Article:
Partnering for success: Area leaders discuss ways to improve connection between education and industry
BEMIDJI—Area leaders are trying to strengthen the pipeline of workers from college classrooms to the job market.
Minnesota State Chancellor Devinder Malhotra met with education and industry representatives Friday in Bemidji to discuss ways to equip and supply more workers to meet the increasing demand from businesses in Minnesota.
"We have more open jobs than we have unemployed workers," said Darrin Strosahl, vice president of academic affairs at Northwest Technical College. "That's a scary ratio...it really is a race for talent."
The meeting was an extension of work that NTC already has undertaken to close that gap. The school has built a commercial refrigeration/HVAC program after meeting with industry professionals and asking them what should or shouldn't be included to help students be more prepared.
BSU and NTC President Faith Hensrud spoke about "Niganawenimaanaani," which is a program meant to increase the number of indigenous students in the nursing track. Hensrud said the program provides mentorship, tuition assistance as well as a financial stipend.
After referencing those two programs, though, the bulk of the meeting focused on an open-table discussion on ways BSU and NTC could help facilitate the flow of workers into the job market.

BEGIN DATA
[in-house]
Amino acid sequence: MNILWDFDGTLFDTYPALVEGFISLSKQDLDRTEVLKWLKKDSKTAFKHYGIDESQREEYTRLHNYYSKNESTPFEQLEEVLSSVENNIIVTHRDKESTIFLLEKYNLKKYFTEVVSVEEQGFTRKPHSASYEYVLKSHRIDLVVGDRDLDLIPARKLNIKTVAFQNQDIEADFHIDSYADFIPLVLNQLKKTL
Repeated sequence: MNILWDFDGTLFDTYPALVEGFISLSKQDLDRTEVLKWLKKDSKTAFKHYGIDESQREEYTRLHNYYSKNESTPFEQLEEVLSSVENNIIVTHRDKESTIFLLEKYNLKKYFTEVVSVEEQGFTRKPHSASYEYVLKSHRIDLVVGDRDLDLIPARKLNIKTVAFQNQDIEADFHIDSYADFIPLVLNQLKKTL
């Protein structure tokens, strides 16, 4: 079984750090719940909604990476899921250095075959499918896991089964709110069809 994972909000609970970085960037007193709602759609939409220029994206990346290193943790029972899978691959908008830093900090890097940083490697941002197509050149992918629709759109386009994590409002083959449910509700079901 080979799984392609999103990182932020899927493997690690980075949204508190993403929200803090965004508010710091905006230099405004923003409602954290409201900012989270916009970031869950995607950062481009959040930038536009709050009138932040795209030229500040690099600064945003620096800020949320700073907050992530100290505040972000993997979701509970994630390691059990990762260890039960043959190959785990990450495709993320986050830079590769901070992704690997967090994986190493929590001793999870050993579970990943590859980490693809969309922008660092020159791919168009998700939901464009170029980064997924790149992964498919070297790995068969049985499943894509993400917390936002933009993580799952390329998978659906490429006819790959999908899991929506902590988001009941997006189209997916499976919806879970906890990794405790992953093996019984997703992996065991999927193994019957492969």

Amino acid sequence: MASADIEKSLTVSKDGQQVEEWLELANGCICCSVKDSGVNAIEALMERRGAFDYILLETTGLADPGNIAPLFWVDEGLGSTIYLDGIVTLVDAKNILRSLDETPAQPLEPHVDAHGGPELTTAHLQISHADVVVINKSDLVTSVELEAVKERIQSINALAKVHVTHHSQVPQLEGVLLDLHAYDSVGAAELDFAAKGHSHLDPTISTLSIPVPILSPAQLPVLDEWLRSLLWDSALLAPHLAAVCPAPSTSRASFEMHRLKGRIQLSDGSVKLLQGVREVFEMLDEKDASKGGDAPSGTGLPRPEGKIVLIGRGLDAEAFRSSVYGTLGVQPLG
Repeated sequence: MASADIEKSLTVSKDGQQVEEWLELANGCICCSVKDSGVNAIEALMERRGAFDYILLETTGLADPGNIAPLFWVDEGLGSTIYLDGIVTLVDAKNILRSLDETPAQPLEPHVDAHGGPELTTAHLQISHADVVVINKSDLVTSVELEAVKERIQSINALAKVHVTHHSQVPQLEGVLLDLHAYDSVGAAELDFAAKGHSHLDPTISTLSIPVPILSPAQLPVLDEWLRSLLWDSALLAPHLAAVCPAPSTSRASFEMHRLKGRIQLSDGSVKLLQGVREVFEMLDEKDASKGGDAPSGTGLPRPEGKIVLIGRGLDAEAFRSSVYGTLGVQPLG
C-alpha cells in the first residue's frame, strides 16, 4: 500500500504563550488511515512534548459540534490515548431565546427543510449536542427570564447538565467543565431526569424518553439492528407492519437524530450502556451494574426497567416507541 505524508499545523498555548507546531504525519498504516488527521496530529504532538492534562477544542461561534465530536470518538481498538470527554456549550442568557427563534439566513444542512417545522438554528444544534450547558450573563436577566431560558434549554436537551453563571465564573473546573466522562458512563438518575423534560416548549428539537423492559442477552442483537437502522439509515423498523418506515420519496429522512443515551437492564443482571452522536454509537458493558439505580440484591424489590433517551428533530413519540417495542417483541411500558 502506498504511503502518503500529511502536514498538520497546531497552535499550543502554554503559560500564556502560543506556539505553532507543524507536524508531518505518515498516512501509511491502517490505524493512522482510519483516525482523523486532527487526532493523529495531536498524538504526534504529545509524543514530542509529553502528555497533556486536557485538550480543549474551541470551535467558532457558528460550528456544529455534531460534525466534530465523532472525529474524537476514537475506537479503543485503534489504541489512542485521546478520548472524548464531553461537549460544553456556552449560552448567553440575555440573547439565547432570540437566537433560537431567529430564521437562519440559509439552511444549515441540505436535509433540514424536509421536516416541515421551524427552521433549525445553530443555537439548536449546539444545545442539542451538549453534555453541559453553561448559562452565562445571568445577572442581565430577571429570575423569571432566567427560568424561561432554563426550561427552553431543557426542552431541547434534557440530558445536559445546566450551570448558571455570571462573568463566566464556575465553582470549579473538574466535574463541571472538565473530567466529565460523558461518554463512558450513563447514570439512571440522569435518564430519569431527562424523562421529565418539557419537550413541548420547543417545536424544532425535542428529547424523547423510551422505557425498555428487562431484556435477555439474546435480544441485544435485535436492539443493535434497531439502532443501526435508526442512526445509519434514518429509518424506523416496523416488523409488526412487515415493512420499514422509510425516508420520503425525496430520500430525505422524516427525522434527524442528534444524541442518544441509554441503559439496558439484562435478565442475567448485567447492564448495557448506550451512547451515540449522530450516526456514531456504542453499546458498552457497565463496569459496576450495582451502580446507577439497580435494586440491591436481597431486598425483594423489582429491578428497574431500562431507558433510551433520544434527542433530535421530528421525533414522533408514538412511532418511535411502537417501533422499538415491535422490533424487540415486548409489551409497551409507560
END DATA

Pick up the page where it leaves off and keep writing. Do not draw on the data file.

Representatives from organizations such as Bemidji Area Schools, the Bemidji Area Chamber of Commerce, Sanford Health, and others spoke on what they need, or what could be improved upon, regarding the employees they often hire from BSU, NTC and other Minnesota State organizations.
For example, Brian Matthews, Sanford Health vice president of human resources for northern Minnesota, said the hospital has been able to grow extensively by hiring BSU and NTC students. Because of that, he said he'd be concerned whether the two schools are receiving enough resources to continually churn out the high volume of medically trained workers.
"We've been out visiting with businesses and some of our partners in the region saying 'what do you need and how can we help?'" Hensrud said.
The topics largely related to several priorities Strosahl highlighted from NTC's strategic plan for 2018-23, which include increasing responsiveness to workforce needs; improving/increasing student success to include retention, graduation rates and job placement; enhancing community, business and education partnerships; and becoming the customized training provider of choice for business and industry in the greater Bemidji region.
Part of the conversation, though, went beyond ways the schools could cater their college programs to the needs of businesses. Rather, it also focused on the need to retain students and provide a more personalized learning experience.
"There are two fundamental ways higher education is changing: how our students learn and who our students are," Malhotra said. "Often we ask the question 'Are the students ready for us?' We have to start asking the question, 'Are we ready for the students where they are?'"